Saturday, December 31, 2011

Palåbran 12/31/2011: Åñu

Åñu (AH-nyu):  Year.

Note: Åñu is sometimes interchangeable with the word såkkan (year, season), except in fixed phrases such as "Felis Åñu Nuebu (Happy New Year)!" and when referring to age. Åñu is also one of the few words whose plural is formed by adding "s" to the end.

"Felis Åñu Nuebu!" = "Happy New Year!"
"Kuåntos åños hao?" = "How old are you (How many years are you)?"
"Esta bentesinko åños gue'." = "He's already 25 years old."

Saturday, December 17, 2011

Palåbran 12/17/2011: Åmte

Åmte (UM-tee): Apply first aid, treat wound, cure sickness.

"I mediku ha åmte i chetnot-ña." = "The doctor treated his wound."
"Ha åmte i sinengge ni ingguenten aloe." = "She treated the burn with an aloe salve."
"Ma åmte i chetnudan gi addeng-ña, lao ti siña mågong ya ma utot." = "They treated the wound on his foot (sole), but they couldn't heal it and amputated it."

Note: Åmte is sometimes mistakenly confused with na'homlo'/na'mågong (to heal). Åmte is to treat an ailment, but not necessarily to heal it. The last example, however sad and unfortunate, is an example of where åmte does not mean to heal.

Tuesday, November 29, 2011

Leksion Chamoru: Para bai hu... (I will...)

The future tense in Chamorro is rather lengthy to explain, so I'll start out with a lesson on how to say "I will..." First off there are three rules to remember all future forms, not just the 1st person singular form.
  1. The base form of the verb is always used.
    (The "root" of the verb, and the affixed man- form: såga/mañåga, fåhan/mamåhan/manmamåhan, etc.)
  2. Hu-type pronouns are always used, rather than yo'-type pronouns, even with "um" verbs.
    (If a pronoun is going to be used, it has to be a hu-type.)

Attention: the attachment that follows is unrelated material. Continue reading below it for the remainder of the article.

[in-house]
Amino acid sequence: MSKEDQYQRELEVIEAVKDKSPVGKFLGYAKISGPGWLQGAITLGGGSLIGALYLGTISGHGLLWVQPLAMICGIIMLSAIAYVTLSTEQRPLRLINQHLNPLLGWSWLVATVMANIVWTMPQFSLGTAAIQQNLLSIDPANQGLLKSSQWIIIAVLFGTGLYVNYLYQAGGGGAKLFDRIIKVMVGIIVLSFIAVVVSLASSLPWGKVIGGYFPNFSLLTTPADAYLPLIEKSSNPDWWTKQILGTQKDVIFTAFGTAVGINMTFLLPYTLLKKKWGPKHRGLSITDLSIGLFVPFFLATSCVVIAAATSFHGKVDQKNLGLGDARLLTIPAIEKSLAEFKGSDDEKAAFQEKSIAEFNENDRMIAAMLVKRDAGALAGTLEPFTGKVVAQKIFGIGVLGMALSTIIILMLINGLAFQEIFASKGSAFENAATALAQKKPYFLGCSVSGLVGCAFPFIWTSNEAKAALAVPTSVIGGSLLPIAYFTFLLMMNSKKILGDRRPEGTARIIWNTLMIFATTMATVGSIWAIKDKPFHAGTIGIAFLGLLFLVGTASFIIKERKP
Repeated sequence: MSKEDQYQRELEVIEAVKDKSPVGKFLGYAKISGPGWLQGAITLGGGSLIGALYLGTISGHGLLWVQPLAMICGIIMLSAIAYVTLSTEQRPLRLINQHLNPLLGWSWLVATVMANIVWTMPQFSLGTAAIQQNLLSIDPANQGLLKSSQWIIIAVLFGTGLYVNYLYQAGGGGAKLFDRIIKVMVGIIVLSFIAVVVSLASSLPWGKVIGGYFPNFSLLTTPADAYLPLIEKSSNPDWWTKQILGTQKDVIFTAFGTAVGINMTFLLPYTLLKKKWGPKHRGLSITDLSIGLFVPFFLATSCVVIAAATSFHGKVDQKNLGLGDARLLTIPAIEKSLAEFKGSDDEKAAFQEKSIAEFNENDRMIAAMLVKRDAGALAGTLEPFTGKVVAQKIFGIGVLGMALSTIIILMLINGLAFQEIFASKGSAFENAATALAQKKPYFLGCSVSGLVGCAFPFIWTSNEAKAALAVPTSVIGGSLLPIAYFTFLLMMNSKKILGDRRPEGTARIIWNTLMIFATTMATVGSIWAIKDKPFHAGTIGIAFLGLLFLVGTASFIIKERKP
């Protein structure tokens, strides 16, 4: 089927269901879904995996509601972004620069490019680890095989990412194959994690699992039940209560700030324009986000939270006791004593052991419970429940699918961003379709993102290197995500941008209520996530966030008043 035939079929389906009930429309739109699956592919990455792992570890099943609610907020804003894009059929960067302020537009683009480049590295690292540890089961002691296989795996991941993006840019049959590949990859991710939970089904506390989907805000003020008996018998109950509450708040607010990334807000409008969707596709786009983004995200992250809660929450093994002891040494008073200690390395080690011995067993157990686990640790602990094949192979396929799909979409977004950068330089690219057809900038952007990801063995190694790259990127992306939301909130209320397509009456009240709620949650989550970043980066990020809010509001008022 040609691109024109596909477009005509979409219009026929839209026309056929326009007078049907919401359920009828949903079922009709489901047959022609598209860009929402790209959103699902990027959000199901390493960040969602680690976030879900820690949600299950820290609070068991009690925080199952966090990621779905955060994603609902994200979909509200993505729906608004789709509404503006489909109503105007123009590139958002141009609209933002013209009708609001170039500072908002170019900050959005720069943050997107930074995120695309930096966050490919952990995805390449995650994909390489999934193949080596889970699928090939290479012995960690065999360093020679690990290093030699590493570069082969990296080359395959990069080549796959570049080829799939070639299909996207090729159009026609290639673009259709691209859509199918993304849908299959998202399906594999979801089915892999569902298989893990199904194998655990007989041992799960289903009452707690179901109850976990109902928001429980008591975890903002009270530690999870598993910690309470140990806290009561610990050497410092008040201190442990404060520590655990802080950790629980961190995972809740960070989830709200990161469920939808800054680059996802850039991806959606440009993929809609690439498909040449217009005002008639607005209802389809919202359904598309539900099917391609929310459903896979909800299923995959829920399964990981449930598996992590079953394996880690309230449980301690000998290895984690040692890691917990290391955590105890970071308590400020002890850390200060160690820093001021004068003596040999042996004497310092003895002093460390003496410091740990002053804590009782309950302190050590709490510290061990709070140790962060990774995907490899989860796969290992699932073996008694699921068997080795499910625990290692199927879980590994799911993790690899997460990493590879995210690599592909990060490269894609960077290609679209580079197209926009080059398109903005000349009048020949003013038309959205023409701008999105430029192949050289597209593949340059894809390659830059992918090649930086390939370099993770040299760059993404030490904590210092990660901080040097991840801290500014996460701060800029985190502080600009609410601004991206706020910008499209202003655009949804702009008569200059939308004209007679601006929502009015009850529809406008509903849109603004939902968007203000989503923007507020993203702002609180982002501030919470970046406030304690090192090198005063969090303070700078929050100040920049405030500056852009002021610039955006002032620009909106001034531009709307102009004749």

3. Verbs which normally use man- in the non-future form will take on fan- in the future form.
    (When the normal base verbs uses man-, change it to fan- in the future: mañåga => fañåga, mamåhan => famåhan, etc.)
Don't worry, this sounds complicated, but it's actually not that bad.

Simply put, to say "I will..." you just use "Para bai hu...." in front of the verb phrase.
  • Såga = To stay ("root" form)
    Sumåga yo'. = I stay/stayed. (non-future)
    Para bai hu såga. = I will stay. (future)
  • Fåhan = To buy ("root")
    Hu fåhan i pån. = I bought the bread. (non-future, definite object)
    Mamåhan yo' pån. = I bought bread. (non-future, indefinite object)
    Para bai hu fåhan i pån. = I will buy the bread. (future, definite object)
    Para bai hu famåhan pån. = I will buy bread. (future, indefinite object)
  • Hånao = To go ("root)
    Humånao yo'. = I went. (non-future)
    Para bai hu hånao. = I will go. (future)
  • Taitai = To read ("root")
    Hu taitai i lepblo. = I read the book. (non-future, definite)
    Manaitai yo' lepblo. = I read a book. (non-future, indefinite)
    Para bai hu taitai i lepblo. = I will read the book. (future, definite)
    Para bai hu fanaitai lepblo. = I will read a book. (future, indefinite)
In all four cases, we're just using the base form of the verb, and changing from man- to fan- when needed.

Note: Generally, in the "para bai hu..." construction, you can omit the "para" and/or the "hu" without significantly changing the meaning.

Monday, November 28, 2011

Palåbran 11/28/2011: Teneki

Teneki (TEN-ne-key): Surely, certainly, definitely, must.

Note: This is also said tieneki and tieneski. It comes from the Spanish phrase "tiene/tienes que..." which means "you have (must) ..." However, Chamorro uses the phrase to indicate something will certainly occur.

"Teneki ma sangåni hao gi despues." = "They'll surely tell you afterwards."
"Ai na inaguaguat na påtgon, tieneki u masaolak." = "What a naughty kid, he's definitely going to be spanked."
"Nangga  sa' teneki måtto." = "Wait and it will certainly come."

Tuesday, November 22, 2011

Palåbran 11/22/2011: Lasgue

Lasgue (LASS-gwee): Whittle, sharpen, make pointed, cut into pieces or slices, shape by cutting--as sharpening a pencil.

"I estodiåntes ma lasgue i lapes-ñiha." = "The students sharpened their pencils."
"Gof chaddek ha lasgue i tekcha'." = "He quickly made the spear (sharpened the wood to a spear)."
"Hu lasgue i pi'ao para dekka' nifen." = "I whittled the bamboo for a toothpick."

Monday, November 14, 2011

Leksion Chamoru: I attikulon I / Si / Iya

The article i/si/iya is probably the most used in Chamorro. The more technical way to describe it is as a focus marking particles, and grammarians/linguists might describe it as an active voice marker. However, for the rest of us it usually translates to "the." I and si both function the same way, but si is only used with proper names/titles, and iya is only used with proper place names.